LOUISVILLE, Ky. (WDRB) -- Family, friends and strangers are helping a U of L student see the world from his hospital bed. Using an idea that many children did in grade school, this new effort isn't as much about the destination as it is the journey.
WDRB News first met Patrick McSweeney several years ago. "Patrick's been in treatment for 14 years, he's relapsed a sixth time. So, this is his seventh battle against leukemia," says Michael McSweeney, Patrick's father.
After finishing up his first two semesters at U of L, the 19-year-old is spending his summer recovering from a second bone marrow transplant. "He's tied up to an IV pole with half a dozen IVs running in him. You can't do anything with any kind of freedom," McSweeney said.
"We thought we'd bring the world to him, and it's done much better than we thought it would," says Joanne Brock, a family friend.
Rome, Greece and the Big Apple. Patrick is making the rounds from his hospital room. "My daughter and I played around on the computer and we got Patrick's face into Flat Stanley's body," Brock said.
Brock created a Facebook page, Flat Patrick Travels the World, to document Patrick's travels. "We've tried to hit all 50 states before Patrick gets out of isolation. So, we've been to California, Boston, Nova Scotia, he's been to Mexico, Hawaii. I'm hoping someone knows someone in Alaska," Brock said.
Brock is a long time family friend. It's the latest, yearly effort to raise his spirits and many times, funds. "We never dreamed it would be 14 years later that we would still have to come up with something, but you know what, we're there until they're not needed anymore," Brock said.
The page has only been active for two weeks. "Which has taken off like wildfire," McSweeney said.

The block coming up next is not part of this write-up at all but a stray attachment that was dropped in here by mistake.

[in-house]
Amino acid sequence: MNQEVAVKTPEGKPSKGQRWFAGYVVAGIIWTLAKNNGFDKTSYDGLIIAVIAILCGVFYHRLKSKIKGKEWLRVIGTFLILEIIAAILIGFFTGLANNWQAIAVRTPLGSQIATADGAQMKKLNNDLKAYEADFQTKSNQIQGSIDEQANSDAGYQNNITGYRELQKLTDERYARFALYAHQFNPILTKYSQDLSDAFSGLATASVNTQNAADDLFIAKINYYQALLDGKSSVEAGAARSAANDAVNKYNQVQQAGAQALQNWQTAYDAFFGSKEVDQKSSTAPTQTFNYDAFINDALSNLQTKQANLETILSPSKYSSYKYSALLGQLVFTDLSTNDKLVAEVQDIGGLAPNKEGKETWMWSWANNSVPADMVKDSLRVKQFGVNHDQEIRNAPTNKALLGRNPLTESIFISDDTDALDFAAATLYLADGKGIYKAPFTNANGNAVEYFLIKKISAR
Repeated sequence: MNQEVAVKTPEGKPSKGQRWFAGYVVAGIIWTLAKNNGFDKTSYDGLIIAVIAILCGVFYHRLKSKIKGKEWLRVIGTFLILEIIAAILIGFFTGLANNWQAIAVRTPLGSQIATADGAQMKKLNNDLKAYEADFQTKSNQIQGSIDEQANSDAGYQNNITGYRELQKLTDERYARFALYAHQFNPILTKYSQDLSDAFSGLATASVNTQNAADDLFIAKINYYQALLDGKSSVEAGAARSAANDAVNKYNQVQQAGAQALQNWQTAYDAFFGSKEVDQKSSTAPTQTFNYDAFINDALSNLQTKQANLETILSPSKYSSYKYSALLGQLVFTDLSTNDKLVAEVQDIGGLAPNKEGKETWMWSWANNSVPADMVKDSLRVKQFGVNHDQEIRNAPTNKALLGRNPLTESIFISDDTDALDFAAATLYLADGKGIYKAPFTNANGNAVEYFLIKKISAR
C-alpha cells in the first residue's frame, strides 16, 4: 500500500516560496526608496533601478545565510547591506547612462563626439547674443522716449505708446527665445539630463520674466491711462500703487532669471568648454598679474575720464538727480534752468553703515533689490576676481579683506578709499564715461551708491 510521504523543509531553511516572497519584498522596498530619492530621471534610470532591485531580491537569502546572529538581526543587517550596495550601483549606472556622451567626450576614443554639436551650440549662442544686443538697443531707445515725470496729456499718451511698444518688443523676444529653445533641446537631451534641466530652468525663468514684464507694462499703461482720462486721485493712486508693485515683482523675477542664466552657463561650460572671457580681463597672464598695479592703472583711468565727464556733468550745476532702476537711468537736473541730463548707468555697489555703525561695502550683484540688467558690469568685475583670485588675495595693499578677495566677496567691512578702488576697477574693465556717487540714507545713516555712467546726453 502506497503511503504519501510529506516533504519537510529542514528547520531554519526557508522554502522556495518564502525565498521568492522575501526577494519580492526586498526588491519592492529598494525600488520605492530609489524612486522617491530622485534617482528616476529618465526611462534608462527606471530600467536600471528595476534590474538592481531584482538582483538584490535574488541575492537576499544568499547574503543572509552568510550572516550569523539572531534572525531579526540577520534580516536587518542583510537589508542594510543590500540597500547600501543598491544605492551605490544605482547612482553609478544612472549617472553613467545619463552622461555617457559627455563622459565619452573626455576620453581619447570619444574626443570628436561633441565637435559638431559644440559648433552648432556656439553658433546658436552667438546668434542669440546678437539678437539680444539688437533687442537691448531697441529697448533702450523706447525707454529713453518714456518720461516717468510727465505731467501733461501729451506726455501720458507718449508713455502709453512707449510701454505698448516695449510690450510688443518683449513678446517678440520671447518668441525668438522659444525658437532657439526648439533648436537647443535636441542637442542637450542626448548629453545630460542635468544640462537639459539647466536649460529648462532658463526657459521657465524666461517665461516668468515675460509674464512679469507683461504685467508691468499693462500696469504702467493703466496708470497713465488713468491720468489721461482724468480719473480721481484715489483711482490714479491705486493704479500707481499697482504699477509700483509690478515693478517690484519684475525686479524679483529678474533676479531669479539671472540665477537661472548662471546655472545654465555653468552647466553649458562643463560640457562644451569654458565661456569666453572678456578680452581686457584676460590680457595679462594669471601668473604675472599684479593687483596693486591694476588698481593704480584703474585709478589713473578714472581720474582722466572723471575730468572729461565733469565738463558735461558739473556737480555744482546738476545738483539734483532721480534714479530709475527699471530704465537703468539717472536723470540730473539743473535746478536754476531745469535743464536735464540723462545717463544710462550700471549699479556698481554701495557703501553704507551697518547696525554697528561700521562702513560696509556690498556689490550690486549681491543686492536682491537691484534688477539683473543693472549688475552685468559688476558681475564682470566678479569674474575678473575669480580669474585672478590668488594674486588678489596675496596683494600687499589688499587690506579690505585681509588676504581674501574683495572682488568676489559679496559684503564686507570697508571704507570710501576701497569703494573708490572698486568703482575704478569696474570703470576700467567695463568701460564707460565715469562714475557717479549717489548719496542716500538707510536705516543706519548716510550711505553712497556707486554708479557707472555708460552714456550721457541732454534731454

Patrick is able to go online and check out his worldly travels. "More often he checks in with Mom and Dad," McSweeney said.
His suitcase is packed. "I got him a unicorn shirt, we gave him some shades because a lot of people are taking him to the beach," Brock said.
Brock even took it a step further. "We made a flat Debbie because I feel bad for his mom. So, we make Debbie and we take her to get margaritas and other things she wishes she could do. We're going to take her to get a mani, pedi soon," Brock said.
It's more than just a fun idea. "It's a good way to teach kindness and empathy with your own children and look outside yourself and help someone else," Brock said.
Family members say doctors are hopeful that this latest operation means a 70 percent chance for a full cure for Patrick. "It's fascinating to see how kind people who we don't even know can be and how they've embraced him and it speaks to his spirit," Brock said.
In the meantime. "All you have to do is print him out, color him and take him with you," McSweeney said.
Patrick is going to more places than anyone thought possible for a single person. "At first you're thinking 'well, it'd be nice for Patrick to be at those places versus where he is right now', but after I saw it [Facebook page] take off, it's not about where Patrick is. It's about the love and support that these people are giving him. I mean, they're taking a little bit of time out of their trip wherever it may be and it's been worldwide and share a few moments with Patrick and they're thinking about him. That's what's special," McSweeney said.
To download your Flat Patrick, click here.
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